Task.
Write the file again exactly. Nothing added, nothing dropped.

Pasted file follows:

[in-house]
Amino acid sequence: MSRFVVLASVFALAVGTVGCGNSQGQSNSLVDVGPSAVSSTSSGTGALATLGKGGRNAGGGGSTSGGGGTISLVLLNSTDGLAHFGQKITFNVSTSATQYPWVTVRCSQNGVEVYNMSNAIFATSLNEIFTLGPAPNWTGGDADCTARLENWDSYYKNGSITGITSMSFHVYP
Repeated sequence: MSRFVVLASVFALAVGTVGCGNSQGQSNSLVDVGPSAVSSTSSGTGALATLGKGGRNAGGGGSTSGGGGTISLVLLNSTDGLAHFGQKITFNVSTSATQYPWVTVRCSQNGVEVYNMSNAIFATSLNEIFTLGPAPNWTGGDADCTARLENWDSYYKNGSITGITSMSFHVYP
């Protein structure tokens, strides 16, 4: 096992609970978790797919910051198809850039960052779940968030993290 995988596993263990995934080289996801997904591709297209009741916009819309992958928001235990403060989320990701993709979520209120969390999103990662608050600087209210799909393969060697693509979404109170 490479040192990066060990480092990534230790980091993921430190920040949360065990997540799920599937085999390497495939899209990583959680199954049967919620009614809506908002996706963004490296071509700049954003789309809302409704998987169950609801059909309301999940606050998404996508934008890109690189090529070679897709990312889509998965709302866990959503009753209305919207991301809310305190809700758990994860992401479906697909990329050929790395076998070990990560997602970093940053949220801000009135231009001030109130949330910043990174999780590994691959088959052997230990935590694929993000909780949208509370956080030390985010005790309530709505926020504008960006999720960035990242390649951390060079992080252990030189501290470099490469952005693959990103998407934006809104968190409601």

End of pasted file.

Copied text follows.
[in-house]
Amino acid sequence: MSRFVVLASVFALAVGTVGCGNSQGQSNSLVDVGPSAVSSTSSGTGALATLGKGGRNAGGGGSTSGGGGTISLVLLNSTDGLAHFGQKITFNVSTSATQYPWVTVRCSQNGVEVYNMSNAIFATSLNEIFTLGPAPNWTGGDADCTARLENWDSYYKNGSITGITSMSFHVYP
Repeated sequence: MSRFVVLASVFALAVGTVGCGNSQGQSNSLVDVGPSAVSSTSSGTGALATLGKGGRNAGGGGSTSGGGGTISLVLLNSTDGLAHFGQKITFNVSTSATQYPWVTVRCSQNGVEVYNMSNAIFATSLNEIFTLGPAPNWTGGDADCTARLENWDSYYKNGSITGITSMSFHVYP
């Protein structure tokens, strides 16, 4: 096992609970978790797919910051198809850039960052779940968030993290 995988596993263990995934080289996801997904591709297209009741916009819309992958928001235990403060989320990701993709979520209120969390999103990662608050600087209210799909393969060697693509979404109170 490479040192990066060990480092990534230790980091993921430190920040949360065990997540799920599937085999390497495939899209990583959680199954049967919620009614809506908002996706963004490296071509700049954003789309809302409704998987169950609801059909309301999940606050998404996508934008890109690189090529070679897709990312889509998965709302866990959503009753209305919207991301809310305190809700758990994860992401479906697909990329050929790395076998070990990560997602970093940053949220801000009135231009001030109130949330910043990174999780590994691959088959052997230990935590694929993000909780949208509370956080030390985010005790309530709505926020504008960006999720960035990242390649951390060079992080252990030189501290470099490469952005693959990103998407934006809104968190409601």